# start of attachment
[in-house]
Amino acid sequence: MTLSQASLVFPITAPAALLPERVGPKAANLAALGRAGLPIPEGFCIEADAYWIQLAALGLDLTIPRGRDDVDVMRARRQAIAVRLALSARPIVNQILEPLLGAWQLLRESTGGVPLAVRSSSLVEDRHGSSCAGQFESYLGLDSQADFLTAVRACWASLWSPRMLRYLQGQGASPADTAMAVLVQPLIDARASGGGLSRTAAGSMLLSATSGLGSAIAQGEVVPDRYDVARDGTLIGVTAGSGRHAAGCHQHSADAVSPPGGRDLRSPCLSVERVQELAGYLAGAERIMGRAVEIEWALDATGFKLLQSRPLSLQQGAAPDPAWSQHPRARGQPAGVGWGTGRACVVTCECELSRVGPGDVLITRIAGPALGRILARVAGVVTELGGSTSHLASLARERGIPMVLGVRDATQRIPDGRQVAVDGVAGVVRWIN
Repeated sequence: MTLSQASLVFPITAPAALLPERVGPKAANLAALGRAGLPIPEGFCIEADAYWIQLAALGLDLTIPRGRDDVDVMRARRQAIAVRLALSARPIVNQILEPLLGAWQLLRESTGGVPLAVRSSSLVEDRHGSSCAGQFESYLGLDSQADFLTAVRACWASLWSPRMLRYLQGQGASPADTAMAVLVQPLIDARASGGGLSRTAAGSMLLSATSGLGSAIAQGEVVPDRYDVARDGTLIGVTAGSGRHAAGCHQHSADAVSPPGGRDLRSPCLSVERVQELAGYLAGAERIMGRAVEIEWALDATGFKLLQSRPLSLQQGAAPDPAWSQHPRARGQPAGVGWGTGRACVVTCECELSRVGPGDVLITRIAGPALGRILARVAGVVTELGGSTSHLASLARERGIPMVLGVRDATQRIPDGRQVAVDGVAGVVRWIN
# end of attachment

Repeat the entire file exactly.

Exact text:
[in-house]
Amino acid sequence: MTLSQASLVFPITAPAALLPERVGPKAANLAALGRAGLPIPEGFCIEADAYWIQLAALGLDLTIPRGRDDVDVMRARRQAIAVRLALSARPIVNQILEPLLGAWQLLRESTGGVPLAVRSSSLVEDRHGSSCAGQFESYLGLDSQADFLTAVRACWASLWSPRMLRYLQGQGASPADTAMAVLVQPLIDARASGGGLSRTAAGSMLLSATSGLGSAIAQGEVVPDRYDVARDGTLIGVTAGSGRHAAGCHQHSADAVSPPGGRDLRSPCLSVERVQELAGYLAGAERIMGRAVEIEWALDATGFKLLQSRPLSLQQGAAPDPAWSQHPRARGQPAGVGWGTGRACVVTCECELSRVGPGDVLITRIAGPALGRILARVAGVVTELGGSTSHLASLARERGIPMVLGVRDATQRIPDGRQVAVDGVAGVVRWIN
Repeated sequence: MTLSQASLVFPITAPAALLPERVGPKAANLAALGRAGLPIPEGFCIEADAYWIQLAALGLDLTIPRGRDDVDVMRARRQAIAVRLALSARPIVNQILEPLLGAWQLLRESTGGVPLAVRSSSLVEDRHGSSCAGQFESYLGLDSQADFLTAVRACWASLWSPRMLRYLQGQGASPADTAMAVLVQPLIDARASGGGLSRTAAGSMLLSATSGLGSAIAQGEVVPDRYDVARDGTLIGVTAGSGRHAAGCHQHSADAVSPPGGRDLRSPCLSVERVQELAGYLAGAERIMGRAVEIEWALDATGFKLLQSRPLSLQQGAAPDPAWSQHPRARGQPAGVGWGTGRACVVTCECELSRVGPGDVLITRIAGPALGRILARVAGVVTELGGSTSHLASLARERGIPMVLGVRDATQRIPDGRQVAVDGVAGVVRWIN